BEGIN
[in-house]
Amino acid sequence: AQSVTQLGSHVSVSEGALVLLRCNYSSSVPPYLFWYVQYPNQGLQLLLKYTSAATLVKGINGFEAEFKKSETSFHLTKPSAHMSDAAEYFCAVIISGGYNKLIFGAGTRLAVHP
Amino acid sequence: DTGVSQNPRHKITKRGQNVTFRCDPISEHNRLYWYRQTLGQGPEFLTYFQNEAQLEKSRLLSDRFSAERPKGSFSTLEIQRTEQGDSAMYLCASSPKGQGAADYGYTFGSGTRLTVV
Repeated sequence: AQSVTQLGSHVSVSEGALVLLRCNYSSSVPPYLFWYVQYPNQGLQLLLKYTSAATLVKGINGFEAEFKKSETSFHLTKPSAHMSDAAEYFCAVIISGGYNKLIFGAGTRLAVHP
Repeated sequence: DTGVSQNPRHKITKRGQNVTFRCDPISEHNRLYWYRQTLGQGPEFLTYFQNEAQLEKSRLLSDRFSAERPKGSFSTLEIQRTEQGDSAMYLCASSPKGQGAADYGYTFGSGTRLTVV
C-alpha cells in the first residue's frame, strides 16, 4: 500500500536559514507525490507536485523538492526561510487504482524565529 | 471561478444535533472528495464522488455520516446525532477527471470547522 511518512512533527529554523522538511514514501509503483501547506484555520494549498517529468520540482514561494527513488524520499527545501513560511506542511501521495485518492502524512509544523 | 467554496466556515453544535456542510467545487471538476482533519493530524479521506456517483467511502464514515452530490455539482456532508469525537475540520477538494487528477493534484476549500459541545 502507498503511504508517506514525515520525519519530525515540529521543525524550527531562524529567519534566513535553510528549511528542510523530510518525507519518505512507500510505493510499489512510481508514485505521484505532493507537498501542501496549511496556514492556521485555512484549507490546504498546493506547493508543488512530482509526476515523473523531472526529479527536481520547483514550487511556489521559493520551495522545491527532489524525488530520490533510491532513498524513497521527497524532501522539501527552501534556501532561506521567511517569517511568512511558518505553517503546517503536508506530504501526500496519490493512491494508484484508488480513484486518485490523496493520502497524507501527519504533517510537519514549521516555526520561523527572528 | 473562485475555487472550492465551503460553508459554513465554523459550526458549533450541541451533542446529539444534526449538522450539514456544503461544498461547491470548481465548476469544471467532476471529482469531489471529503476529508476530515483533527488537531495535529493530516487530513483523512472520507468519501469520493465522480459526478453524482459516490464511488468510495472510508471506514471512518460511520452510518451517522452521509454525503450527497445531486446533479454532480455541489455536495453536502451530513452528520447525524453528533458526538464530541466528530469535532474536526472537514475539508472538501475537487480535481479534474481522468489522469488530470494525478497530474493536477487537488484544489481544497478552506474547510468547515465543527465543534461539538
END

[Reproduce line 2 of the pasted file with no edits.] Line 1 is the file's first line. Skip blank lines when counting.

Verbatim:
Amino acid sequence: AQSVTQLGSHVSVSEGALVLLRCNYSSSVPPYLFWYVQYPNQGLQLLLKYTSAATLVKGINGFEAEFKKSETSFHLTKPSAHMSDAAEYFCAVIISGGYNKLIFGAGTRLAVHP